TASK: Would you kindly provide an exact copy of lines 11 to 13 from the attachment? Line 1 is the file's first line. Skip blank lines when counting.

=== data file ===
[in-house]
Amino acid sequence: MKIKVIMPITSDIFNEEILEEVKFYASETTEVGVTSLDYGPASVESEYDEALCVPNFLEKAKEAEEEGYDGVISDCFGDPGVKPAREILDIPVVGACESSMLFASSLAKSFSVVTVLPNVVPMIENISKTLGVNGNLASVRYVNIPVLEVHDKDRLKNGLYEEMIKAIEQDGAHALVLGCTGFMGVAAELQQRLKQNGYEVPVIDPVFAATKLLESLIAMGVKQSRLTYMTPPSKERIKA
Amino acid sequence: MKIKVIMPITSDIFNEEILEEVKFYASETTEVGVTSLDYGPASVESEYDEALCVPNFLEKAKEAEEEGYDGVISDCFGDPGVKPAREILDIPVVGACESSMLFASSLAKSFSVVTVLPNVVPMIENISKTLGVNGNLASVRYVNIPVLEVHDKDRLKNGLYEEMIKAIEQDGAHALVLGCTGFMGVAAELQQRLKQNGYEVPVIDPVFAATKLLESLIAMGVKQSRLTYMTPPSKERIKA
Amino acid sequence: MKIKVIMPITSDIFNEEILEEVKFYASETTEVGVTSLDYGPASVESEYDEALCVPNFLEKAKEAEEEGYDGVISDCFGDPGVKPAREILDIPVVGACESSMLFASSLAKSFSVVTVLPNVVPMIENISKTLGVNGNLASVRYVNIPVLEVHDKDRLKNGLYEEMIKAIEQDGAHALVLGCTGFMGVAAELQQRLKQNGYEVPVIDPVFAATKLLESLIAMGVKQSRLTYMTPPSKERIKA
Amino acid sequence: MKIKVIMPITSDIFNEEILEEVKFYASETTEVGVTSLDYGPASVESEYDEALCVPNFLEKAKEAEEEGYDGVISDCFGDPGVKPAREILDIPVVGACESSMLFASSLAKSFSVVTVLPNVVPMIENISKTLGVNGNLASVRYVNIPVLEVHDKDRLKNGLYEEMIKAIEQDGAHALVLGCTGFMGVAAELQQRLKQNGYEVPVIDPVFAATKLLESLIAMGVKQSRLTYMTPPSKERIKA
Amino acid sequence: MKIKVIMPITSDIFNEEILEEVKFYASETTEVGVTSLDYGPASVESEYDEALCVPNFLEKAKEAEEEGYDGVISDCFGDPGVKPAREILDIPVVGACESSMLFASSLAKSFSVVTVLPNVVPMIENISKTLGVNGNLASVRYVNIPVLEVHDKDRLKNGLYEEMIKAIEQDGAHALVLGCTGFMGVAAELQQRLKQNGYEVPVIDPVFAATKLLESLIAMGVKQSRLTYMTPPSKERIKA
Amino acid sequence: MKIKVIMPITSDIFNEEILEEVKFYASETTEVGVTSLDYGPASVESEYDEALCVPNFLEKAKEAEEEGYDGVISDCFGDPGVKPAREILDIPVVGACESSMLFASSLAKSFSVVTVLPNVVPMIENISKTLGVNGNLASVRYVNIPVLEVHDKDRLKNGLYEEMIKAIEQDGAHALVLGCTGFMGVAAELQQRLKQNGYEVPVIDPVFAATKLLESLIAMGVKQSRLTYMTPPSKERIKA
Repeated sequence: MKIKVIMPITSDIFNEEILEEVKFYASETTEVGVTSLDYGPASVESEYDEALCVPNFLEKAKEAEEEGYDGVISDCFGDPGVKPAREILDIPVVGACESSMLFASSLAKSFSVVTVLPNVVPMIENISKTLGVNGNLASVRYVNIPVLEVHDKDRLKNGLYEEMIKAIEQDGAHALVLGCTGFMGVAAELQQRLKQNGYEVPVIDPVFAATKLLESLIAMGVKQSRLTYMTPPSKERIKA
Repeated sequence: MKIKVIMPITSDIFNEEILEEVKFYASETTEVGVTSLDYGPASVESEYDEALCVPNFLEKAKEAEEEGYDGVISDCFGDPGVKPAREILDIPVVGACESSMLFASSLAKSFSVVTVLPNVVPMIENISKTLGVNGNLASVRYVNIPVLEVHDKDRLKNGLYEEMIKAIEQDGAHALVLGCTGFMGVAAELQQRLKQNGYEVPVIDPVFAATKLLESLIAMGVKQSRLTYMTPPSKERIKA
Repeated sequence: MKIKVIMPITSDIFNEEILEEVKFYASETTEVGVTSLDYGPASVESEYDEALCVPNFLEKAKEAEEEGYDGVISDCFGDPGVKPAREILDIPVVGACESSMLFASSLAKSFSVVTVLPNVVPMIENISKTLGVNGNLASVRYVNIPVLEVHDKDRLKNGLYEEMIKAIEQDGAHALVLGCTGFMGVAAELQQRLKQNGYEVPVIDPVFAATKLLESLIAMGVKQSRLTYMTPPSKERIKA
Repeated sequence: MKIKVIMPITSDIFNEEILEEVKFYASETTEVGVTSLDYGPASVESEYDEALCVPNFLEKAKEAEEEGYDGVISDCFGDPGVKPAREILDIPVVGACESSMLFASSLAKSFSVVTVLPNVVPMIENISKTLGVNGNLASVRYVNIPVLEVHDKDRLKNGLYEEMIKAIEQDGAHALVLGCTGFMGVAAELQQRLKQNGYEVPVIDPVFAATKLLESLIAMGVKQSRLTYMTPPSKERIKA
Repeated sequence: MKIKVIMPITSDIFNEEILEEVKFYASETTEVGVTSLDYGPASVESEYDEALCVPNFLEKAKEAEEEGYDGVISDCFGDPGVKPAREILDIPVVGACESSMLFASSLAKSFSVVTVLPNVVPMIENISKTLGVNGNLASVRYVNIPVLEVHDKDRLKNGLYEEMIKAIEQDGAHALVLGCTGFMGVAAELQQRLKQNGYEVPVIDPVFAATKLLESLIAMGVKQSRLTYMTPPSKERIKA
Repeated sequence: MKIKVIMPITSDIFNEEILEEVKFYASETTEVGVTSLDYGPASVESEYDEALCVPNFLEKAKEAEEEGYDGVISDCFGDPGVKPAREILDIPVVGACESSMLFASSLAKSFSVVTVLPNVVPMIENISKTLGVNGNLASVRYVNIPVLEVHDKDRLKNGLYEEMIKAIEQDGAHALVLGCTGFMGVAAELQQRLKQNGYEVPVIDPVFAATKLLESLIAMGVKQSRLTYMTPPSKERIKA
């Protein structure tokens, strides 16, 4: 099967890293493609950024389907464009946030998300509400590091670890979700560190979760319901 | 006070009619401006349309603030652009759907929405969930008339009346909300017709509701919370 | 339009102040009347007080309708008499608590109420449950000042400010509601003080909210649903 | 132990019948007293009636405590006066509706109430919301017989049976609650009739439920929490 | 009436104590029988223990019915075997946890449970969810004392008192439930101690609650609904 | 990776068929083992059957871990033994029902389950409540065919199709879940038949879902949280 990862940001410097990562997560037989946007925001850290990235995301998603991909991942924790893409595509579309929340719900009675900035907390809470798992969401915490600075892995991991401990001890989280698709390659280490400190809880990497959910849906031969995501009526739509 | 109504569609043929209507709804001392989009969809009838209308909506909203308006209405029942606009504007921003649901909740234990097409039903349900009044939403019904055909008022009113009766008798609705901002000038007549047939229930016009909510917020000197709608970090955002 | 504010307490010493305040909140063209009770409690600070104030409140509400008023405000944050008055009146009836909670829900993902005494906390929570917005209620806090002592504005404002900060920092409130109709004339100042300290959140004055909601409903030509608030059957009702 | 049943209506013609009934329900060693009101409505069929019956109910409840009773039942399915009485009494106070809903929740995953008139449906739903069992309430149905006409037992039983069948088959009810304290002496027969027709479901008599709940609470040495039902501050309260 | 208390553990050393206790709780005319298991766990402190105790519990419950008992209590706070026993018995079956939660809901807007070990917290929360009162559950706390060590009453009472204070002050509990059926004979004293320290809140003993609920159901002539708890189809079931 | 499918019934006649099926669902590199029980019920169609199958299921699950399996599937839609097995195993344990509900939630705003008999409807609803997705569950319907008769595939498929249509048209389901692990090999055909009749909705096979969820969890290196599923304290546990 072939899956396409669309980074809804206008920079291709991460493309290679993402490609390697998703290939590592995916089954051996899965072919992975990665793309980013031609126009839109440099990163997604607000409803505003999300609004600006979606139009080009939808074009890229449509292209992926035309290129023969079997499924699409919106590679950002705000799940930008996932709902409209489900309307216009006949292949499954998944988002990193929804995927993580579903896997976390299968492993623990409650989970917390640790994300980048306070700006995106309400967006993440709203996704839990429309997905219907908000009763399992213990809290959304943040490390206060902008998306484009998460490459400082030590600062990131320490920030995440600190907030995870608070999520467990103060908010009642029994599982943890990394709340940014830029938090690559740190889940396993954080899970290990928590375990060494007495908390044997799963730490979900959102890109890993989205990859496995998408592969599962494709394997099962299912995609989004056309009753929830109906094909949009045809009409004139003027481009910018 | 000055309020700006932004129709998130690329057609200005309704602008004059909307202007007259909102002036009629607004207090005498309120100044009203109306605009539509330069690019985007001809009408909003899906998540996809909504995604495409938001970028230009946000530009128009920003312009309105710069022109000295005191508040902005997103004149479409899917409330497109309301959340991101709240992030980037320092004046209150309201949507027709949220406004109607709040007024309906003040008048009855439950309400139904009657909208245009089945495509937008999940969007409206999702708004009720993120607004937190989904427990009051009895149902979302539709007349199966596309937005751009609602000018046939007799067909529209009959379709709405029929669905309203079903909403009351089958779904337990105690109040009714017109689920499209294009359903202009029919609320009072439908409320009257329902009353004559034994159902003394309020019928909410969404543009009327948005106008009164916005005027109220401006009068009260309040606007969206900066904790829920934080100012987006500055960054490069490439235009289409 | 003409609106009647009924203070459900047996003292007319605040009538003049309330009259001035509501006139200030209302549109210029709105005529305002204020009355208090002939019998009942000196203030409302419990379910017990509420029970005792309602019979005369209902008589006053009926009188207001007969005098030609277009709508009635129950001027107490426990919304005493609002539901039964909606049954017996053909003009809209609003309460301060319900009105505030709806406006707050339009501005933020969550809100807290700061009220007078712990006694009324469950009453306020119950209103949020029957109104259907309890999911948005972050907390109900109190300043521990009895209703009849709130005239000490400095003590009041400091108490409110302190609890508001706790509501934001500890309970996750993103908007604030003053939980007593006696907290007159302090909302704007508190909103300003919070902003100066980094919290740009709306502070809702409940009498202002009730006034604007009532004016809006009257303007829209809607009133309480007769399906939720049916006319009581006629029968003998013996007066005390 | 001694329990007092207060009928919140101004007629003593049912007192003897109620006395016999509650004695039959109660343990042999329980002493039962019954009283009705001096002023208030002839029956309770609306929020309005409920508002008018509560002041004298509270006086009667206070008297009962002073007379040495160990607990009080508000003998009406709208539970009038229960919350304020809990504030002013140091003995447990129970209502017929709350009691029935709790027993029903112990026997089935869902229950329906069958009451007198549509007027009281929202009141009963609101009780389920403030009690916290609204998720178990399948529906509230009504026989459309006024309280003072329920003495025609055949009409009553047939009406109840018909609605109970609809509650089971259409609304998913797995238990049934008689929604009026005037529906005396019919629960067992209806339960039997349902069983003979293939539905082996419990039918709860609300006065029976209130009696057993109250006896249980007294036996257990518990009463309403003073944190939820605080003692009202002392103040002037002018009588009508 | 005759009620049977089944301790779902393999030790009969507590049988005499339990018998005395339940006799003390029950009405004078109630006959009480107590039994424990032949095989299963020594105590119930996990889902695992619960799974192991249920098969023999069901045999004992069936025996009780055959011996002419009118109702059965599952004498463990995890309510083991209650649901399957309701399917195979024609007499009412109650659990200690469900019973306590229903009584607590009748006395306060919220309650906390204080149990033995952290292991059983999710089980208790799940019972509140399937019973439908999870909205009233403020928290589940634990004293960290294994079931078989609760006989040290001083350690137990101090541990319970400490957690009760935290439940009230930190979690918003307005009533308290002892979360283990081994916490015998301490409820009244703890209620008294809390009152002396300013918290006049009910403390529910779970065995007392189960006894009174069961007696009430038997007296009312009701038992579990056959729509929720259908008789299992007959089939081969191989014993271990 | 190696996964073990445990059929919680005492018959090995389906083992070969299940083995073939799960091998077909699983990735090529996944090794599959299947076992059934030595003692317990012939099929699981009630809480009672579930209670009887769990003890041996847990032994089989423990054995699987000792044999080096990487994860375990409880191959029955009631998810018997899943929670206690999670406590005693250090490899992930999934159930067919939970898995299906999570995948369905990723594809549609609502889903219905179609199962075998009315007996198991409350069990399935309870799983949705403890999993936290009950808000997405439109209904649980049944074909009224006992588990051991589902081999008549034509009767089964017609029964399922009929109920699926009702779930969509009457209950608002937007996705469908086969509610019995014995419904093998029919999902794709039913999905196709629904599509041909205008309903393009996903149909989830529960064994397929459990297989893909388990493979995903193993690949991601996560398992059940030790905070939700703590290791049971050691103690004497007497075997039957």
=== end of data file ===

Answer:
Repeated sequence: MKIKVIMPITSDIFNEEILEEVKFYASETTEVGVTSLDYGPASVESEYDEALCVPNFLEKAKEAEEEGYDGVISDCFGDPGVKPAREILDIPVVGACESSMLFASSLAKSFSVVTVLPNVVPMIENISKTLGVNGNLASVRYVNIPVLEVHDKDRLKNGLYEEMIKAIEQDGAHALVLGCTGFMGVAAELQQRLKQNGYEVPVIDPVFAATKLLESLIAMGVKQSRLTYMTPPSKERIKA
Repeated sequence: MKIKVIMPITSDIFNEEILEEVKFYASETTEVGVTSLDYGPASVESEYDEALCVPNFLEKAKEAEEEGYDGVISDCFGDPGVKPAREILDIPVVGACESSMLFASSLAKSFSVVTVLPNVVPMIENISKTLGVNGNLASVRYVNIPVLEVHDKDRLKNGLYEEMIKAIEQDGAHALVLGCTGFMGVAAELQQRLKQNGYEVPVIDPVFAATKLLESLIAMGVKQSRLTYMTPPSKERIKA
Repeated sequence: MKIKVIMPITSDIFNEEILEEVKFYASETTEVGVTSLDYGPASVESEYDEALCVPNFLEKAKEAEEEGYDGVISDCFGDPGVKPAREILDIPVVGACESSMLFASSLAKSFSVVTVLPNVVPMIENISKTLGVNGNLASVRYVNIPVLEVHDKDRLKNGLYEEMIKAIEQDGAHALVLGCTGFMGVAAELQQRLKQNGYEVPVIDPVFAATKLLESLIAMGVKQSRLTYMTPPSKERIKA